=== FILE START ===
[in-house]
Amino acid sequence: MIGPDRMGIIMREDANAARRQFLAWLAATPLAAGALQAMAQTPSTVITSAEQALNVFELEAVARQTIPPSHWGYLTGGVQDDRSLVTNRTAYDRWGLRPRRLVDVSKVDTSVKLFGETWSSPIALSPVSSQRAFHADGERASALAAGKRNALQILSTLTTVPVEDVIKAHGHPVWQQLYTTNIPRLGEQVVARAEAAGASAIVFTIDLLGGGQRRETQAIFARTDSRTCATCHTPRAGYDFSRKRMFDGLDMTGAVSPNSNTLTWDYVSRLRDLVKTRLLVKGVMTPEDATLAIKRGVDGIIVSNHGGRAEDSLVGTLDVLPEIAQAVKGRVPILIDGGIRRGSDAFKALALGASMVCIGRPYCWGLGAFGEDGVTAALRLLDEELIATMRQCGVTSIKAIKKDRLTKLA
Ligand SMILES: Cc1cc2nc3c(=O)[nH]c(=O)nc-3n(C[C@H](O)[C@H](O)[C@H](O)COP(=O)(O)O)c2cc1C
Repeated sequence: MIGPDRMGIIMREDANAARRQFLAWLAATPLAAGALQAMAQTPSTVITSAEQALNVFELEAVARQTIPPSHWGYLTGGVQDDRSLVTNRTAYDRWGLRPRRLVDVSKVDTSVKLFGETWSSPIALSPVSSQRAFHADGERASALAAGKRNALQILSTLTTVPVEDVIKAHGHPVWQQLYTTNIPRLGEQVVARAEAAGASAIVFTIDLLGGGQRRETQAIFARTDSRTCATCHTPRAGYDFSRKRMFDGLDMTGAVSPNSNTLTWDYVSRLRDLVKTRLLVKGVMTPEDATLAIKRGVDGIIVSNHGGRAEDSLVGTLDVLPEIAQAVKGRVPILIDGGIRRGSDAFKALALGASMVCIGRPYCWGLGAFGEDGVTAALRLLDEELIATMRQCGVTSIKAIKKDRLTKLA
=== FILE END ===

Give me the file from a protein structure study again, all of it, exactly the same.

[in-house]
Amino acid sequence: MIGPDRMGIIMREDANAARRQFLAWLAATPLAAGALQAMAQTPSTVITSAEQALNVFELEAVARQTIPPSHWGYLTGGVQDDRSLVTNRTAYDRWGLRPRRLVDVSKVDTSVKLFGETWSSPIALSPVSSQRAFHADGERASALAAGKRNALQILSTLTTVPVEDVIKAHGHPVWQQLYTTNIPRLGEQVVARAEAAGASAIVFTIDLLGGGQRRETQAIFARTDSRTCATCHTPRAGYDFSRKRMFDGLDMTGAVSPNSNTLTWDYVSRLRDLVKTRLLVKGVMTPEDATLAIKRGVDGIIVSNHGGRAEDSLVGTLDVLPEIAQAVKGRVPILIDGGIRRGSDAFKALALGASMVCIGRPYCWGLGAFGEDGVTAALRLLDEELIATMRQCGVTSIKAIKKDRLTKLA
Ligand SMILES: Cc1cc2nc3c(=O)[nH]c(=O)nc-3n(C[C@H](O)[C@H](O)[C@H](O)COP(=O)(O)O)c2cc1C
Repeated sequence: MIGPDRMGIIMREDANAARRQFLAWLAATPLAAGALQAMAQTPSTVITSAEQALNVFELEAVARQTIPPSHWGYLTGGVQDDRSLVTNRTAYDRWGLRPRRLVDVSKVDTSVKLFGETWSSPIALSPVSSQRAFHADGERASALAAGKRNALQILSTLTTVPVEDVIKAHGHPVWQQLYTTNIPRLGEQVVARAEAAGASAIVFTIDLLGGGQRRETQAIFARTDSRTCATCHTPRAGYDFSRKRMFDGLDMTGAVSPNSNTLTWDYVSRLRDLVKTRLLVKGVMTPEDATLAIKRGVDGIIVSNHGGRAEDSLVGTLDVLPEIAQAVKGRVPILIDGGIRRGSDAFKALALGASMVCIGRPYCWGLGAFGEDGVTAALRLLDEELIATMRQCGVTSIKAIKKDRLTKLA